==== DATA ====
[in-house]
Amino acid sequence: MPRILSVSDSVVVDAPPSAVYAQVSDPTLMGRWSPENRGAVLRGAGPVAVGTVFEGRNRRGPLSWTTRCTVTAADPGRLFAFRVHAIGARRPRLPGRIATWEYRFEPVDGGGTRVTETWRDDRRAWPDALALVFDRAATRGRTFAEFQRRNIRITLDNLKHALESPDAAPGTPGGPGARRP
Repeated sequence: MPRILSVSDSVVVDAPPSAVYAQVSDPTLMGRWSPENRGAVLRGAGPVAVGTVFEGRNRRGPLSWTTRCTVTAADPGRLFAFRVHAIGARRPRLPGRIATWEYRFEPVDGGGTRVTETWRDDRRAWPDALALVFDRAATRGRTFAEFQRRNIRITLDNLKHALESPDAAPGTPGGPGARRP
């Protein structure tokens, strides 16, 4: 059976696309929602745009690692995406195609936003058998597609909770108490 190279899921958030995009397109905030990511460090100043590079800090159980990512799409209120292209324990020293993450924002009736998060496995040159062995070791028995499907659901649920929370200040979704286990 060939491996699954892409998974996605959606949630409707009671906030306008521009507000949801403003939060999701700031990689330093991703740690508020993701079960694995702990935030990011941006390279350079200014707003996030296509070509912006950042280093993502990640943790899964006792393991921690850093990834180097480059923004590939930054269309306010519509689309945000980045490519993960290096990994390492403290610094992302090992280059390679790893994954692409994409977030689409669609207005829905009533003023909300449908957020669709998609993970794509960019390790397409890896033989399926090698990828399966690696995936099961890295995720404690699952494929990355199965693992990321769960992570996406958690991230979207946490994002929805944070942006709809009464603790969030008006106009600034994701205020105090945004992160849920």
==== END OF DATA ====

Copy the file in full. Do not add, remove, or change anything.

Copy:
[in-house]
Amino acid sequence: MPRILSVSDSVVVDAPPSAVYAQVSDPTLMGRWSPENRGAVLRGAGPVAVGTVFEGRNRRGPLSWTTRCTVTAADPGRLFAFRVHAIGARRPRLPGRIATWEYRFEPVDGGGTRVTETWRDDRRAWPDALALVFDRAATRGRTFAEFQRRNIRITLDNLKHALESPDAAPGTPGGPGARRP
Repeated sequence: MPRILSVSDSVVVDAPPSAVYAQVSDPTLMGRWSPENRGAVLRGAGPVAVGTVFEGRNRRGPLSWTTRCTVTAADPGRLFAFRVHAIGARRPRLPGRIATWEYRFEPVDGGGTRVTETWRDDRRAWPDALALVFDRAATRGRTFAEFQRRNIRITLDNLKHALESPDAAPGTPGGPGARRP
């Protein structure tokens, strides 16, 4: 059976696309929602745009690692995406195609936003058998597609909770108490 190279899921958030995009397109905030990511460090100043590079800090159980990512799409209120292209324990020293993450924002009736998060496995040159062995070791028995499907659901649920929370200040979704286990 060939491996699954892409998974996605959606949630409707009671906030306008521009507000949801403003939060999701700031990689330093991703740690508020993701079960694995702990935030990011941006390279350079200014707003996030296509070509912006950042280093993502990640943790899964006792393991921690850093990834180097480059923004590939930054269309306010519509689309945000980045490519993960290096990994390492403290610094992302090992280059390679790893994954692409994409977030689409669609207005829905009533003023909300449908957020669709998609993970794509960019390790397409890896033989399926090698990828399966690696995936099961890295995720404690699952494929990355199965693992990321769960992570996406958690991230979207946490994002929805944070942006709809009464603790969030008006106009600034994701205020105090945004992160849920």